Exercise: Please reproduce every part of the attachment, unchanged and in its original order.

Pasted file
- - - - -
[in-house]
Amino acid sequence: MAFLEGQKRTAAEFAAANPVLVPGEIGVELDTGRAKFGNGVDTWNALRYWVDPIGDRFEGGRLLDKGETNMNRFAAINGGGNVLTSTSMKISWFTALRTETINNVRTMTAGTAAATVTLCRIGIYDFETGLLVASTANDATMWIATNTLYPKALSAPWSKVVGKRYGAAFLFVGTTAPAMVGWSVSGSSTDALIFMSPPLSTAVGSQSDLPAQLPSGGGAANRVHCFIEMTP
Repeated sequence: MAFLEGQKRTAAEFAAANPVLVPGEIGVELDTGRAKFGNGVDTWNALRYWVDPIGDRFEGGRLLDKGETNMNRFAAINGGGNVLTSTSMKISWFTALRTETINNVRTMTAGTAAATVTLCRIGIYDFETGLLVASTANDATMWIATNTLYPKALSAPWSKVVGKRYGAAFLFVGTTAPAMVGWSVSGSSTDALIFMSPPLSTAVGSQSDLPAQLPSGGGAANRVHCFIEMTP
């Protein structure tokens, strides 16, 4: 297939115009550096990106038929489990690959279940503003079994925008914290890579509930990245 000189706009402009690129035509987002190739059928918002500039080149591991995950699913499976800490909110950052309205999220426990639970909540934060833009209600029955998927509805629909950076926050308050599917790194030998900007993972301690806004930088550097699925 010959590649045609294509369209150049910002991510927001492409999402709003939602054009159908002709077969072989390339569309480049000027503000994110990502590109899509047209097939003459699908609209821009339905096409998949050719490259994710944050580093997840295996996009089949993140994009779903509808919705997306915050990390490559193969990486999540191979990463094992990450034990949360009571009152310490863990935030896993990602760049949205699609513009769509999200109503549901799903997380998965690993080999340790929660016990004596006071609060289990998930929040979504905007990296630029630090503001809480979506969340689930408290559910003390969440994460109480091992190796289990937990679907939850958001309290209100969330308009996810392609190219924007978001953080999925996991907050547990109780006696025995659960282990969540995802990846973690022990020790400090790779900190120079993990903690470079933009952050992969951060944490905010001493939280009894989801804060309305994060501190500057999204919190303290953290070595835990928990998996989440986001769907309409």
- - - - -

[in-house]
Amino acid sequence: MAFLEGQKRTAAEFAAANPVLVPGEIGVELDTGRAKFGNGVDTWNALRYWVDPIGDRFEGGRLLDKGETNMNRFAAINGGGNVLTSTSMKISWFTALRTETINNVRTMTAGTAAATVTLCRIGIYDFETGLLVASTANDATMWIATNTLYPKALSAPWSKVVGKRYGAAFLFVGTTAPAMVGWSVSGSSTDALIFMSPPLSTAVGSQSDLPAQLPSGGGAANRVHCFIEMTP
Repeated sequence: MAFLEGQKRTAAEFAAANPVLVPGEIGVELDTGRAKFGNGVDTWNALRYWVDPIGDRFEGGRLLDKGETNMNRFAAINGGGNVLTSTSMKISWFTALRTETINNVRTMTAGTAAATVTLCRIGIYDFETGLLVASTANDATMWIATNTLYPKALSAPWSKVVGKRYGAAFLFVGTTAPAMVGWSVSGSSTDALIFMSPPLSTAVGSQSDLPAQLPSGGGAANRVHCFIEMTP
């Protein structure tokens, strides 16, 4: 297939115009550096990106038929489990690959279940503003079994925008914290890579509930990245 000189706009402009690129035509987002190739059928918002500039080149591991995950699913499976800490909110950052309205999220426990639970909540934060833009209600029955998927509805629909950076926050308050599917790194030998900007993972301690806004930088550097699925 010959590649045609294509369209150049910002991510927001492409999402709003939602054009159908002709077969072989390339569309480049000027503000994110990502590109899509047209097939003459699908609209821009339905096409998949050719490259994710944050580093997840295996996009089949993140994009779903509808919705997306915050990390490559193969990486999540191979990463094992990450034990949360009571009152310490863990935030896993990602760049949205699609513009769509999200109503549901799903997380998965690993080999340790929660016990004596006071609060289990998930929040979504905007990296630029630090503001809480979506969340689930408290559910003390969440994460109480091992190796289990937990679907939850958001309290209100969330308009996810392609190219924007978001953080999925996991907050547990109780006696025995659960282990969540995802990846973690022990020790400090790779900190120079993990903690470079933009952050992969951060944490905010001493939280009894989801804060309305994060501190500057999204919190303290953290070595835990928990998996989440986001769907309409």